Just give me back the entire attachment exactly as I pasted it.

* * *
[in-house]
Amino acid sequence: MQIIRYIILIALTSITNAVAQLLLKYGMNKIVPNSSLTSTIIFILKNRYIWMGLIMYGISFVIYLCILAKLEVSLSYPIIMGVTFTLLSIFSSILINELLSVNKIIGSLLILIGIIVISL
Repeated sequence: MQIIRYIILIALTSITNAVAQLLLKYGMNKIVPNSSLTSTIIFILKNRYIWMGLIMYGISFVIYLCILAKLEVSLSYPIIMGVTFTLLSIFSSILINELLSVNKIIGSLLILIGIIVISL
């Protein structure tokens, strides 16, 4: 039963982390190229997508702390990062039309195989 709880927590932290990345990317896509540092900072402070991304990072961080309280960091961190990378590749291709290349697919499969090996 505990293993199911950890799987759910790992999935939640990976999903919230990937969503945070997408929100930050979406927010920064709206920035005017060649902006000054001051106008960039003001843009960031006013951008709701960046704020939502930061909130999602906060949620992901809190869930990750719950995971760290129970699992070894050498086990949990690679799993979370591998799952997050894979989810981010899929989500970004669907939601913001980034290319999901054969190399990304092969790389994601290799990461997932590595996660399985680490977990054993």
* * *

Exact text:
[in-house]
Amino acid sequence: MQIIRYIILIALTSITNAVAQLLLKYGMNKIVPNSSLTSTIIFILKNRYIWMGLIMYGISFVIYLCILAKLEVSLSYPIIMGVTFTLLSIFSSILINELLSVNKIIGSLLILIGIIVISL
Repeated sequence: MQIIRYIILIALTSITNAVAQLLLKYGMNKIVPNSSLTSTIIFILKNRYIWMGLIMYGISFVIYLCILAKLEVSLSYPIIMGVTFTLLSIFSSILINELLSVNKIIGSLLILIGIIVISL
């Protein structure tokens, strides 16, 4: 039963982390190229997508702390990062039309195989 709880927590932290990345990317896509540092900072402070991304990072961080309280960091961190990378590749291709290349697919499969090996 505990293993199911950890799987759910790992999935939640990976999903919230990937969503945070997408929100930050979406927010920064709206920035005017060649902006000054001051106008960039003001843009960031006013951008709701960046704020939502930061909130999602906060949620992901809190869930990750719950995971760290129970699992070894050498086990949990690679799993979370591998799952997050894979989810981010899929989500970004669907939601913001980034290319999901054969190399990304092969790389994601290799990461997932590595996660399985680490977990054993």